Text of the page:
February 4, 2011

Fifth Sunday in Ordinary Time / Msgr. Owen F. Campion

The Sunday Readings

Msgr. Owen CampionThe third section of the Book of Isaiah is the source of this weekend’s first reading.

Scholars believe that this section was written perhaps in Jerusalem for the Hebrew remnant that had returned from Babylon.

This time period would put this section of Isaiah at a date after the epic Babylonian Captivity.

As political fortunes turned, the Persian ruler, Cyrus, had overtaken Babylon, and his decree allowed the Jewish exiles to return to their homeland after an absence of about four generations.

Release from Babylon brought utter exhilaration to the exiles. They were free to go home!

However, that long-hoped-for opportunity was bittersweet. When the exiles reached their ancestral homeland, they found deprivation and want, living conditions worse than those that they had experienced in Babylon.

In this section of the Book of Isaiah, the prophet reaffirmed God’s goodness, but the prophet also called upon his people to provide for those in need of assistance.

Then they would experience the fullness of vindication, the fullness of God’s promise to give them life and peace.

St. Paul’s First Epistle to the Corinthians provides the second reading.

This epistle was addressed to Christians living in Corinth, then one of the major cities of the Roman Empire. Rich and sophisticated, Corinth was a virtual center of the culture at the time.

Nearby was Athens, the very symbol of wisdom and logic. Paul had preached in Athens, but not with great success.

He encountered skeptics who asked if the Christian Gospel made any sense. After all, the Gospel ran counter to every conventional pattern of thought.

And, finally and most importantly for so many people, the founder of Christianity, Jesus of Nazareth, had been legally executed as a common criminal and traitor to the empire.

In response, Paul insisted that he relied upon a source that is greater and more dependable than human wisdom—the Holy Spirit.

St. Matthew’s Gospel furnishes the last reading, a collection of two brief statements by Jesus, given in highly descriptive but clear imagery.

In the first statement, Jesus tells the disciples that they are “the salt of the earth.”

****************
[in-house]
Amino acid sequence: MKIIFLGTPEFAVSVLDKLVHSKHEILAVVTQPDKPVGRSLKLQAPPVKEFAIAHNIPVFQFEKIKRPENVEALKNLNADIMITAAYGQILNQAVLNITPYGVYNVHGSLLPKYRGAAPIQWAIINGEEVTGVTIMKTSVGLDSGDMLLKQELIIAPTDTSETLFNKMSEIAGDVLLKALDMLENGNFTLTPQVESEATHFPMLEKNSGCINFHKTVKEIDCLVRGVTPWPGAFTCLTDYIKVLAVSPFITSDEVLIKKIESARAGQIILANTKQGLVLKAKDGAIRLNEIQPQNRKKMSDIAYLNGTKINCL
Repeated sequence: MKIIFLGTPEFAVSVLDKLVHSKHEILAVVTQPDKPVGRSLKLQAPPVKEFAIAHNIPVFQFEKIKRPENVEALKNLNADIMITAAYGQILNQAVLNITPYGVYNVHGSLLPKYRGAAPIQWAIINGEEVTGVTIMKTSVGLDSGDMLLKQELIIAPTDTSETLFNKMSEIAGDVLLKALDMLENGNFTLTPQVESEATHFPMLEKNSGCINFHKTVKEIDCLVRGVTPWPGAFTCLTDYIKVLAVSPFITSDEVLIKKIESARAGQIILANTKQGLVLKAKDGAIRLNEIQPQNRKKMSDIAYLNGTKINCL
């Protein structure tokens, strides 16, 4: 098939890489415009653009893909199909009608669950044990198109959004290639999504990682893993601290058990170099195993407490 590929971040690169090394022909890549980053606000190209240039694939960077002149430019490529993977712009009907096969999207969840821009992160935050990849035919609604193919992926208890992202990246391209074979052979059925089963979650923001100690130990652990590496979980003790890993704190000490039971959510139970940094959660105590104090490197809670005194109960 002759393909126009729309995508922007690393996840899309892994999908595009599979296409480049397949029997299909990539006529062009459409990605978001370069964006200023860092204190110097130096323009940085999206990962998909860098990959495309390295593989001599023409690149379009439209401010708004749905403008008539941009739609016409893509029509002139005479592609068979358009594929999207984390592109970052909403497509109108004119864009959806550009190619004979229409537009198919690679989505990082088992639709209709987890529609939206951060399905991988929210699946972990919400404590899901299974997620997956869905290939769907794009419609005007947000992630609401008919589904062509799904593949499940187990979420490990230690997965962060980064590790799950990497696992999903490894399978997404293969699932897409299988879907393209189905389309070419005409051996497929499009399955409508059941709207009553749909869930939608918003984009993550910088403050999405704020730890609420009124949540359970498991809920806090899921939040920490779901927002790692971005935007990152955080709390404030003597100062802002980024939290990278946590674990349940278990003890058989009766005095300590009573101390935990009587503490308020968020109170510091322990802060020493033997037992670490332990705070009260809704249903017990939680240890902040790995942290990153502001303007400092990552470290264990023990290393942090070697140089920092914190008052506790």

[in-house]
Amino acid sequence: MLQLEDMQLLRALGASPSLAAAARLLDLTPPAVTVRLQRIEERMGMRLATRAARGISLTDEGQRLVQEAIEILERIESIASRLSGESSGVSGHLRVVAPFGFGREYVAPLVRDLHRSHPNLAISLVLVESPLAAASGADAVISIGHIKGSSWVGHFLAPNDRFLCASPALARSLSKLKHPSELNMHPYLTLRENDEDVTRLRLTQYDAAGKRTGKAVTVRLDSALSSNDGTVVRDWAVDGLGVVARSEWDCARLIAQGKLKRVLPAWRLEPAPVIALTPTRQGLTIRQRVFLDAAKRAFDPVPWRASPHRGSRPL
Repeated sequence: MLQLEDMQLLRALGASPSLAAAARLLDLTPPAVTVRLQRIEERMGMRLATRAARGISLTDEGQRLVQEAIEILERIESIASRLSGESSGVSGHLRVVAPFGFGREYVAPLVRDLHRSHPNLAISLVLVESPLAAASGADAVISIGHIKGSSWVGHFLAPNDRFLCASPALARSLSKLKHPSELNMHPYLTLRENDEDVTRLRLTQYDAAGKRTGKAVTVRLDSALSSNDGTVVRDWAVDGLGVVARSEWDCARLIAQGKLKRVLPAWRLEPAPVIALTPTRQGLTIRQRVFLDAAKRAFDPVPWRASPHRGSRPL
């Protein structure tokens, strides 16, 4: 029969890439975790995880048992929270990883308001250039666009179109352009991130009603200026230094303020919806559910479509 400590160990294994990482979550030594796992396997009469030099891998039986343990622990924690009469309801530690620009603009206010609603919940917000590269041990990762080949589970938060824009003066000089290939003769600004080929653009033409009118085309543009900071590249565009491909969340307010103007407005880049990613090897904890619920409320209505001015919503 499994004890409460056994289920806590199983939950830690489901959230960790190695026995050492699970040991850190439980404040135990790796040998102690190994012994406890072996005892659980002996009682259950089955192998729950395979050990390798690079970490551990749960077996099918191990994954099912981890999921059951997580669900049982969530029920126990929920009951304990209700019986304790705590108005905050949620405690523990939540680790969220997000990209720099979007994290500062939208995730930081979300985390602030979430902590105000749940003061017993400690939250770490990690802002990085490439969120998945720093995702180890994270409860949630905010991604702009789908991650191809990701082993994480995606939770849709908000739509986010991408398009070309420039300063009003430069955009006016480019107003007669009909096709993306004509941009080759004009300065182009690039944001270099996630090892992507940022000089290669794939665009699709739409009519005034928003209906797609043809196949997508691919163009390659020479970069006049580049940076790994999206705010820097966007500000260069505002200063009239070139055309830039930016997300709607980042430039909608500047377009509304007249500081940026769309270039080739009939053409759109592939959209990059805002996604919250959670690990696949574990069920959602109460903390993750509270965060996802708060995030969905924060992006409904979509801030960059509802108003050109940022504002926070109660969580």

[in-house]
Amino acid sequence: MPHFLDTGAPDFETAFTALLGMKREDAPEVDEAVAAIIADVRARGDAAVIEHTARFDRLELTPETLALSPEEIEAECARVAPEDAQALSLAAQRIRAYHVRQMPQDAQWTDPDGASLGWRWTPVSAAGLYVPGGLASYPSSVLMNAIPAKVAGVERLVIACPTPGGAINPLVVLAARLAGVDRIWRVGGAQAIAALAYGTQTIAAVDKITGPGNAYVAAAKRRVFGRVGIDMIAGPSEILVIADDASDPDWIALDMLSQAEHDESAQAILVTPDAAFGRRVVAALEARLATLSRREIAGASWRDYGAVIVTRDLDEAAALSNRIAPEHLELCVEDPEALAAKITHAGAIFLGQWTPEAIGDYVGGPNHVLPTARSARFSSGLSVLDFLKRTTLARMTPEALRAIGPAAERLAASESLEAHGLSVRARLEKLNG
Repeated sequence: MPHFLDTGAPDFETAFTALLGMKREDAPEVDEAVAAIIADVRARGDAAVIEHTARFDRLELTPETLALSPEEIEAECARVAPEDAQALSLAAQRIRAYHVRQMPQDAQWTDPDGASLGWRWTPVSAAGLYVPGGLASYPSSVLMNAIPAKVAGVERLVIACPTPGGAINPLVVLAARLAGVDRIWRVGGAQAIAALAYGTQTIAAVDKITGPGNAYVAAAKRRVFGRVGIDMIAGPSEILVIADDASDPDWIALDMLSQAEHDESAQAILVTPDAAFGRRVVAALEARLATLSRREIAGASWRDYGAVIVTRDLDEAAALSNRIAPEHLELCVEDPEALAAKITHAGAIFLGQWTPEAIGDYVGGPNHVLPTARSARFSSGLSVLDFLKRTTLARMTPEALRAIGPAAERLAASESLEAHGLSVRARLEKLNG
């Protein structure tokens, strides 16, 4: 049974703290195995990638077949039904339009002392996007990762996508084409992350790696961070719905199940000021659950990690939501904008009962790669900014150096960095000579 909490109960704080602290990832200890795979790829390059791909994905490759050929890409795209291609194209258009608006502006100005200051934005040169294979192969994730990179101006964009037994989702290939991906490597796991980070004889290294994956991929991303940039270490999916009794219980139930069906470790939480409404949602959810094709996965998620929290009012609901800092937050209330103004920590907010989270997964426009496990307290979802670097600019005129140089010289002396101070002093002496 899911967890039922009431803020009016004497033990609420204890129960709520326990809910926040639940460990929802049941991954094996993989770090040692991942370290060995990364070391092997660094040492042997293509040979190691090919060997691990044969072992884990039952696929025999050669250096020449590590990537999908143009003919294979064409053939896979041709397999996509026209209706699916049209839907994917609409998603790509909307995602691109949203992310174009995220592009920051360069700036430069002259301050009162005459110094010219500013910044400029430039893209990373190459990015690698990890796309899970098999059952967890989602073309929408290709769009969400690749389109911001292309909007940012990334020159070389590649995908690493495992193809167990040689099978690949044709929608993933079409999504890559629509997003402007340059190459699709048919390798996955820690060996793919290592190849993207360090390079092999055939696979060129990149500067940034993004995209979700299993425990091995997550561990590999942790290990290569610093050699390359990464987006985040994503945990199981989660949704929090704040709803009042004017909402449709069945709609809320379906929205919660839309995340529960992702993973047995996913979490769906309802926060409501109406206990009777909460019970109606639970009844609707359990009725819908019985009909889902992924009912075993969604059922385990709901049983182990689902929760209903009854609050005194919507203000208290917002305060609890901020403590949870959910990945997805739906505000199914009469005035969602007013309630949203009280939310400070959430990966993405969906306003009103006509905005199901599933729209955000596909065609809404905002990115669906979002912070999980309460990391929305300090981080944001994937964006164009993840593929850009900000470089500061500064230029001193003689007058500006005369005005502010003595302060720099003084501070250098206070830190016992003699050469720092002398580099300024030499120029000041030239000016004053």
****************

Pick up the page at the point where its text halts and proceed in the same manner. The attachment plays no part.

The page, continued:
In his second statement, the Lord admonishes his followers to be “the light of the world.”

These images of salt and light hardly are unknown today, but an ancient aspect about them is not well known in contemporary culture.

At the time of Jesus, salt was precious. Roman soldiers were paid in salt.

A common saying that is still heard today is, “He is not worth his salt.”

“Salary” derives from this practice.

Salt was unrefined, and often dust or sand was mixed in with the salt. Good quality salt without impurities was valuable.

Today, people are accustomed to bright light at night. Darkness was a serious obstacle at the time of Jesus. Light was precious.

Jesus urges his disciples to uplift the earthly society by being “salt” and “light.”


Gently, but deliberately, the Church is guiding us onward from its introduction of Jesus of Nazareth as the Son of the human, Mary, and the Son of God as well as the Redeemer of the sinful human race.

The Church celebrates his birth on the feasts of Christmas, Epiphany and the Lord’s Baptism.

The Church challenges us to respond to Jesus. These readings are very clear. Discipleship is the actual and intentional modeling of Christ in our daily lives.

However, and Matthew makes this clear, believers have a strength to draw from as they illuminate the world. It is within the grace of their faith.

As disciples, they are precious. Being a disciple is demanding, but it is not impossible.

Of course, to be pure, worthy and therefore strong—as is salt that is free of impurities—disciples must rid themselves of sin and fortify their Christian resolve. This is the task of Lent. †

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